Negotiations in Mexico to update NAFTA have not made much progress on tough U.S. demands that could sink the 1994 trade pact, but the current round of talks are progressing with civility, some participants said on Saturday.
Officials from the United States, Canada and Mexico are meeting in Mexico City for the fifth of seven planned rounds to update the North American Free Trade Agreement, from which U.S. President Donald Trump has threatened to withdraw.
Time is running short to seal a deal by the deadline of end-March 2018. Officials say next year's Mexican presidential election means talks after that date will not be possible.
The U.S. administration has made demands that the other members say are unacceptable, such as a five-year "sunset" clause and tightening so-called rules of origin to boost the North American content of autos.
"It is very slow moving but there are no fireworks," said a Canadian source with knowledge of the talks, adding there had "not been much conversation at all" on the more contentious U.S. proposals.
Within hours of the latest round of talks formally starting on Friday, Canada was complaining about inflexibility by the United States.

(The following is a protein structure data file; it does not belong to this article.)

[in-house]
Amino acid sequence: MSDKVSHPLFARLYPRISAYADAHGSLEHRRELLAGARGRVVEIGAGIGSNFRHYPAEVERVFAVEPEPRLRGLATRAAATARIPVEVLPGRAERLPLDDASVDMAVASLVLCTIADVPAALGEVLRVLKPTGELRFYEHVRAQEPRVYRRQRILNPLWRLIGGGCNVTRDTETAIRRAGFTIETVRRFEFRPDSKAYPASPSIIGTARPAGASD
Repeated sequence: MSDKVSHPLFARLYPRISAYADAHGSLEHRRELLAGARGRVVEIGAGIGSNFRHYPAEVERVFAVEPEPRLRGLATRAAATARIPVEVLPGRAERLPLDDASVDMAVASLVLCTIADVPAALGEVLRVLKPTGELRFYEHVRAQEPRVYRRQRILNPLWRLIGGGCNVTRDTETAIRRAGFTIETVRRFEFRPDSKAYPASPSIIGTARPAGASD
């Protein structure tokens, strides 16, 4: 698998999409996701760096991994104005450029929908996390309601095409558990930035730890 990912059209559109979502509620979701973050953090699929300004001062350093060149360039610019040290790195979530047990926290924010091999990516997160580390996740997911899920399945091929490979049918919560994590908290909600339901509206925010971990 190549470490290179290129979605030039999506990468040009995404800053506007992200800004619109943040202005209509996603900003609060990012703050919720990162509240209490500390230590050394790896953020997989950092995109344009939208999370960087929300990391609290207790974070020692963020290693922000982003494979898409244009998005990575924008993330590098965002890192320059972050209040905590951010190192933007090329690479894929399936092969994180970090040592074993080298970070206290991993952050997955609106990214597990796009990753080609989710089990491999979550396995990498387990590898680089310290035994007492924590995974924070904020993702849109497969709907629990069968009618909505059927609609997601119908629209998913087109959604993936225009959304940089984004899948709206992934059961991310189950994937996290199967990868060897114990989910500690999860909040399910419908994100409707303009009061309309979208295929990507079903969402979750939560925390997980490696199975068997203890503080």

Officials have so far discussed other issues such as labor, gender, intellectual property, energy and telecommunications but it is too soon to say whether there will be any breakthroughs this round, added a source familiar with the talks.
"The work is moving forward," Mexican deputy economy minister Juan Carlos Baker told reporters, adding that the three countries had prioritized technical work in Mexico City.
But he said negotiators were aware that much work lay ahead and "we have to double our efforts."
"The atmosphere is good, the atmosphere is one of work," Baker added.
The mood was calmer than the tense scenes during last month's round in Arlington, Virginia, where tough U.S. demands were revealed. Still, the negotiations have passed the halfway point of an initial schedule with few clear signs of process.
Mexican officials hope chapters on telecommunications and e-commerce will be concluded by the end of business on Tuesday, but there has been no indication of this yet.
Although negotiators are scheduled to discuss rules of origin every day, the source said detailed talks on boosting North American content would not be held before the end of the round on Tuesday.
Canada and Mexico say the new rules of origin are unworkable and would damage the highly-integrated auto industry.
"I hope the United States understands there are things ... that Mexico won't accept, and (I hope) the negotiating process becomes more rational," Moises Kalach, head of the international negotiating arm of Mexico's CCE business lobby, told Reuters.
On Friday, the U.S. Trade Representative's office revised its official objectives to conform to its current demands.
The move prompted U.S. Senator Ron Wyden, the top Democrat on the Senate Finance Committee, to remove a "hold" he had put in place to block confirmation of two Trump administration nominees for deputy USTR positions, a Wyden aide said.
Wyden had complained the trade office was keeping members of Congress "in the dark".